We're back to The National Police Gazette with an issue published this month in 1963. The cover is given to Jolanda Addolori and Anthony Quinn, who were unmarried but had a child together, a real no-no for the time period, particularly when you already have a wife and four children, as Quinn did. His wife was actress Katherine DeMille, who was most active during the 1930s, before devoting time to motherhood. Quinn eventually divorced her and married Addolori in 1966. Elsewhere in the issue you see Bobby Darin and Sandra Dee, get nice photos of Grazia Buccella and Veronique Vendell, and learn about the ring prowess of Sonny Liston and Max Schmeling. You can see many more Gazettes at our tabloid index located here. |
The headlines that mattered yesteryear.
1947—Prussia Ceases To Exist
The centuries-old state of Prussia, which had been a great European power under the reign of Frederick the Great during the 1800s, and a major influence on German culture, ceases to exist when it is dissolved by the post-WWII Allied Control Council comprised of the United States, the United Kingdom, and the Soviet Union.
1964—Clay Beats Liston
Heavyweight boxer Cassius Clay, aged 22, becomes champion of the world after beating Sonny Liston, aka the Dark Destroyer, in one of the biggest upsets in boxing history. It would be the beginning of a storied and controversial career for Clay, who would announce to the world shortly after the fight that he had changed his name to Muhammad Ali.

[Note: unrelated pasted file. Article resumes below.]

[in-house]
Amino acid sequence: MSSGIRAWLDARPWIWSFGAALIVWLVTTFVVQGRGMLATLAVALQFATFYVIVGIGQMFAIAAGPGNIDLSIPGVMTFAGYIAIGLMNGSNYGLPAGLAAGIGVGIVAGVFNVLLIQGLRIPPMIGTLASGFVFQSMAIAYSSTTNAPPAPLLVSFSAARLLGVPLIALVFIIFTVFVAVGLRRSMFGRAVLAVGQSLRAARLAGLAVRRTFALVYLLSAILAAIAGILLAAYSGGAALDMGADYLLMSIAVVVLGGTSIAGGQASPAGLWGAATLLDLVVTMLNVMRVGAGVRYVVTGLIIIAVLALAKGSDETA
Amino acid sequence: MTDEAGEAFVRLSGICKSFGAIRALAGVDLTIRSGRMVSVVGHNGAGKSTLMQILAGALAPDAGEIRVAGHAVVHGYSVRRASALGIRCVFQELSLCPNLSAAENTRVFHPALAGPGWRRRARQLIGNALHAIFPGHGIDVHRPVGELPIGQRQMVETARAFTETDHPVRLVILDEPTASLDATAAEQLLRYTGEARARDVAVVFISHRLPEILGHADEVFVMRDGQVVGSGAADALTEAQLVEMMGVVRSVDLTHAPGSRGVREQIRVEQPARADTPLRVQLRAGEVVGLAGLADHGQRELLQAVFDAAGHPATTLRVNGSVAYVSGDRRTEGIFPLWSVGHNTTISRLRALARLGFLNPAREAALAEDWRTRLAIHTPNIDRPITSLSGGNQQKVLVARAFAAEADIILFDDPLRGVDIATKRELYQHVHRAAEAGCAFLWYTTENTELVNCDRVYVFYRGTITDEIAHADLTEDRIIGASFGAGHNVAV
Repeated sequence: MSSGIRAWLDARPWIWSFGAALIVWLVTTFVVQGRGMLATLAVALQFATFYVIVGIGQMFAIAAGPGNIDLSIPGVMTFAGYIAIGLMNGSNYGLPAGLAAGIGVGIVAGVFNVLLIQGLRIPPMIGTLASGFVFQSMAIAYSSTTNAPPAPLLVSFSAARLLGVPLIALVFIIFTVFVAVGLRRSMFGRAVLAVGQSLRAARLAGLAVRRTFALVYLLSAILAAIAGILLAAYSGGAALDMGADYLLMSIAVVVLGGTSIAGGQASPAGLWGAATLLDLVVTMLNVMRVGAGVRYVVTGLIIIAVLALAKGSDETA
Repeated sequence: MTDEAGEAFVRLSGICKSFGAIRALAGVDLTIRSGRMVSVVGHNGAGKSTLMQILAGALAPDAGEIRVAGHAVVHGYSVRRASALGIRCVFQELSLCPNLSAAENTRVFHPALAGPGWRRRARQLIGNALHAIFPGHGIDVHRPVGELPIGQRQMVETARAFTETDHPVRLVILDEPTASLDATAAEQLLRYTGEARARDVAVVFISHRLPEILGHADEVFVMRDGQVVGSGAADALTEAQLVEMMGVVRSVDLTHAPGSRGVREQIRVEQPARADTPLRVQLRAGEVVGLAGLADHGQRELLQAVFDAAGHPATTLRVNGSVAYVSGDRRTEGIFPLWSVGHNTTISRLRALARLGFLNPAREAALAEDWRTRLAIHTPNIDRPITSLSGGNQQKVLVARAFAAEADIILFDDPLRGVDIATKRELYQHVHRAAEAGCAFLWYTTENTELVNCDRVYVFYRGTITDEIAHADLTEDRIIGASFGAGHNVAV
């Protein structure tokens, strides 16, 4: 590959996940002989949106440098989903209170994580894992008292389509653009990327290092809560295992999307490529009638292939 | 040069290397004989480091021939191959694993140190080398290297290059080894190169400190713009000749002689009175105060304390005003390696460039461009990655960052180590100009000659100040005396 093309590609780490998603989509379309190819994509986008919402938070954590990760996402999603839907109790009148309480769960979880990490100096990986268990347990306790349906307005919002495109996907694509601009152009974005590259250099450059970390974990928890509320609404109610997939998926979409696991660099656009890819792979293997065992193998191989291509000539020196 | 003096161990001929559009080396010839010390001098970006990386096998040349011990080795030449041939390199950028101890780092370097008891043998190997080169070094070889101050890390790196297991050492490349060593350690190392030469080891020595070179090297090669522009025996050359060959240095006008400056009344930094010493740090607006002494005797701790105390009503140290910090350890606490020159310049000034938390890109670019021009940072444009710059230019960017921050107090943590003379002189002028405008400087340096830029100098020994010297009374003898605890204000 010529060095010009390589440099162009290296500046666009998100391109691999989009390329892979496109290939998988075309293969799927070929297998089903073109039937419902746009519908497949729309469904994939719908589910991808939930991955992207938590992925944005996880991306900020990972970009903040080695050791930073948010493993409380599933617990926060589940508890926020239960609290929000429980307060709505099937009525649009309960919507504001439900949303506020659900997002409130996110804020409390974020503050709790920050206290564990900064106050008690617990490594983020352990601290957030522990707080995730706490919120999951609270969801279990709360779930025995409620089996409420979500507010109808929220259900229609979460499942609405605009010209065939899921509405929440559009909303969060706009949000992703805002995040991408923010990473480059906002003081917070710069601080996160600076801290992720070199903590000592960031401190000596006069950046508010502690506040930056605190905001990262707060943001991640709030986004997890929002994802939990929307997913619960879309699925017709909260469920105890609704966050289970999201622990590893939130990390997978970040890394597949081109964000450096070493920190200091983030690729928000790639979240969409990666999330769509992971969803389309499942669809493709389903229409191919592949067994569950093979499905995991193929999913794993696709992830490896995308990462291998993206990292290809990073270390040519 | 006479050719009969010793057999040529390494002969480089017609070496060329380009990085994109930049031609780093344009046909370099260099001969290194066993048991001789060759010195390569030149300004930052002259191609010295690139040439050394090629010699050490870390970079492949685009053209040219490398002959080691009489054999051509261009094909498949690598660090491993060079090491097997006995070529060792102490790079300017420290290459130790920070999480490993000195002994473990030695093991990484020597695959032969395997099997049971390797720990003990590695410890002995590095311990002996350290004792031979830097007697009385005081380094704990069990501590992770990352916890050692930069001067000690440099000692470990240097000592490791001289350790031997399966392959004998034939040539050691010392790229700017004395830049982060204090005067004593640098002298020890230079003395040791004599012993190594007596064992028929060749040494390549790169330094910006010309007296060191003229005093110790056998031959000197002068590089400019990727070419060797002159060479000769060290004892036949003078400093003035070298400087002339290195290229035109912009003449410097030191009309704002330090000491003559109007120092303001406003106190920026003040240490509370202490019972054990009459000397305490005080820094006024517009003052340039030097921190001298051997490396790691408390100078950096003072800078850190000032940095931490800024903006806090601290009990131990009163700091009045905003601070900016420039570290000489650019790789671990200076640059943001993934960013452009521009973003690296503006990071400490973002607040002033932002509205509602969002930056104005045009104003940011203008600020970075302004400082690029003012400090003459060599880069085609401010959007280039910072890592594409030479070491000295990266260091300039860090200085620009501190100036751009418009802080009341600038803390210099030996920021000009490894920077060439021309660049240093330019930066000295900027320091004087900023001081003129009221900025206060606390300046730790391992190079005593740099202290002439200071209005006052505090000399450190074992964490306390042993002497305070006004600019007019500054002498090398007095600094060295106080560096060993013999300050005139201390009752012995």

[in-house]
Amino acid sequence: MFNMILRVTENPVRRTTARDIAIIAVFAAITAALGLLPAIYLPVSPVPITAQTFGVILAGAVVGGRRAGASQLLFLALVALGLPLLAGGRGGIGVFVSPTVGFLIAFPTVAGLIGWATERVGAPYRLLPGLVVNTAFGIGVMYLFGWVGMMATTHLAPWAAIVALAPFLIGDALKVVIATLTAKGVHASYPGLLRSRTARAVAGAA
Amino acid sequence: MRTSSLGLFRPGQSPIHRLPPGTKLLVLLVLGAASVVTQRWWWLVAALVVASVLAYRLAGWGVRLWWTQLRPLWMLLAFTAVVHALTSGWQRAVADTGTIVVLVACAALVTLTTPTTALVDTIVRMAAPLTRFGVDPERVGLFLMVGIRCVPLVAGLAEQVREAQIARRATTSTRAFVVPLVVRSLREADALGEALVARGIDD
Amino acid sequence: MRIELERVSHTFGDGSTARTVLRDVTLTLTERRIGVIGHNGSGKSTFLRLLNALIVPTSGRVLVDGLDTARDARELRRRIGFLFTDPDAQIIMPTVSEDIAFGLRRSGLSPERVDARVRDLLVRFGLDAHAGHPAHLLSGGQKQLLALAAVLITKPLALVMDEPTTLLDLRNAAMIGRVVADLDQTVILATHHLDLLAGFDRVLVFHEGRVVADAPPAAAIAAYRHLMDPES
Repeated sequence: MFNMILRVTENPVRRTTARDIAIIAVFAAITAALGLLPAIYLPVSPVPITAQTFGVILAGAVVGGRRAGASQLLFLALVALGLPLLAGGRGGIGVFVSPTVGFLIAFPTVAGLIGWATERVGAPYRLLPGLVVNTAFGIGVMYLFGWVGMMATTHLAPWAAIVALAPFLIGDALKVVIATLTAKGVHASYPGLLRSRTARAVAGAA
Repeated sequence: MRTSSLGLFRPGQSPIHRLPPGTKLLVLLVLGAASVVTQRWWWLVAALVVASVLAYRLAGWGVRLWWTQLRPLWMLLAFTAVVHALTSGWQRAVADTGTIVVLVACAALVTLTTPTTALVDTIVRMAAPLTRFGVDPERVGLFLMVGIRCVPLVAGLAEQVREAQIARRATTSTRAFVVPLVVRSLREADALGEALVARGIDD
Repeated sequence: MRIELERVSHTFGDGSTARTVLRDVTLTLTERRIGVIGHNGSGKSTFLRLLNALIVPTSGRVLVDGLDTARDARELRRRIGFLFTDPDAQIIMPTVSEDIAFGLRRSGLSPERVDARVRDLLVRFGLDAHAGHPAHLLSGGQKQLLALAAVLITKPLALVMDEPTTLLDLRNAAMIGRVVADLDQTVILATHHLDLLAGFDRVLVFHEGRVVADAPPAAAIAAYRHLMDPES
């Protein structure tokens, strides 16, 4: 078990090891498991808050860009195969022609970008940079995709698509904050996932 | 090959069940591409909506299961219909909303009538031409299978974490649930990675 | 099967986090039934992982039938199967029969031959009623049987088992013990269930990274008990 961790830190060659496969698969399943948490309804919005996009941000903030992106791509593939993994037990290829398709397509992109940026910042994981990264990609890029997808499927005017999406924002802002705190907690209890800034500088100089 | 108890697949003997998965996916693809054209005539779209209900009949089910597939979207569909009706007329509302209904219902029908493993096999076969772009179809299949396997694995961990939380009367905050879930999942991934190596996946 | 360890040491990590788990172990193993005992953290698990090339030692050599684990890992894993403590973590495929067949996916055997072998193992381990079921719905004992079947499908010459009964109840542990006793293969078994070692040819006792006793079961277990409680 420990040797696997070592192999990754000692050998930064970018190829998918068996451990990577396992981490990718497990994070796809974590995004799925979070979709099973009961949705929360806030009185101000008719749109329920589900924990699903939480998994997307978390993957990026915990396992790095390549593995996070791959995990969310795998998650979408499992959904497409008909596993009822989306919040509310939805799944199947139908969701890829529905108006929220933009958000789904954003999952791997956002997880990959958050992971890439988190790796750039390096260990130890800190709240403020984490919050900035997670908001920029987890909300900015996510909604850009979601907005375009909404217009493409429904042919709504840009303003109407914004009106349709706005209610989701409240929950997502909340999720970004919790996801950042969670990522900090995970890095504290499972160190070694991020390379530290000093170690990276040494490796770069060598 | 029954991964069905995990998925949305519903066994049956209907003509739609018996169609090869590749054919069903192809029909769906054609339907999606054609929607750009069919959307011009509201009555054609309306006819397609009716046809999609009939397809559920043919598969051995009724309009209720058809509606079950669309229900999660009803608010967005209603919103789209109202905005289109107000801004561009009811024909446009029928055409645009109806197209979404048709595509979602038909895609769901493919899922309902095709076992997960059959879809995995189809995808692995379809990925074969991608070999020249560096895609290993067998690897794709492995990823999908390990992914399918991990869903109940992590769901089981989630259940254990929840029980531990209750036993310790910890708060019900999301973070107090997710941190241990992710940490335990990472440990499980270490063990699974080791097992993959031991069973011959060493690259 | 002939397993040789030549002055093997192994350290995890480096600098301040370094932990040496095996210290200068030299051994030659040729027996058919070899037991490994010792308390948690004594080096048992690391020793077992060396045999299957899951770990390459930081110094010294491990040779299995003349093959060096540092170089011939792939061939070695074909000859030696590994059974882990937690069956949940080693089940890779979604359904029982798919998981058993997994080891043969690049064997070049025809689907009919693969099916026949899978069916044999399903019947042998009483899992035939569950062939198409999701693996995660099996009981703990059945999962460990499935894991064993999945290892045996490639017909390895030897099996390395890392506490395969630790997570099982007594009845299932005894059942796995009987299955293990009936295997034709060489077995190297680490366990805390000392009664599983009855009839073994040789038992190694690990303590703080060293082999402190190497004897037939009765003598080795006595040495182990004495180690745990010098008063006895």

1920—The Nazi Party Is Founded
The small German Workers' Party, or DAP, which was under the direction of Adolf Hitler, changes its name to the National Socialist German Workers' Party. Though Hitler adopted the socialist label to attract working class Germans, his party in fact embraced mainly anti-socialist ideas. The group became known in English as the Nazi Party, and within the next fifteen years expanded to become the most powerful force in German politics.
1942—Battle of Los Angeles Takes Place
A object flying over wartime Los Angeles triggers a massive anti-aircraft barrage
, ultimately killing 3 civilians. Initially the target of the aerial barrage is thought to be an attacking force from Japan, but it is later suggested to be imaginary and a case of "war nerves", a lost weather balloon, a blimp, a Japanese fire balloon, or even an extraterrestrial craft. The true nature of the object or objects remains unknown to this day, but the event is known as the Battle of Los Angeles.
1945—Flag Raised on Iwo Jima
Four days after landing on the Japanese-held island of Iwo Jima, American soldiers of the 28th Regiment, 5th Marine Division take Mount Suribachi and raise an American flag. A photograph of the moment shot by Joe Rosenthal becomes one of the most famous images of WWII, and wins him the Pulitzer Prize later that year.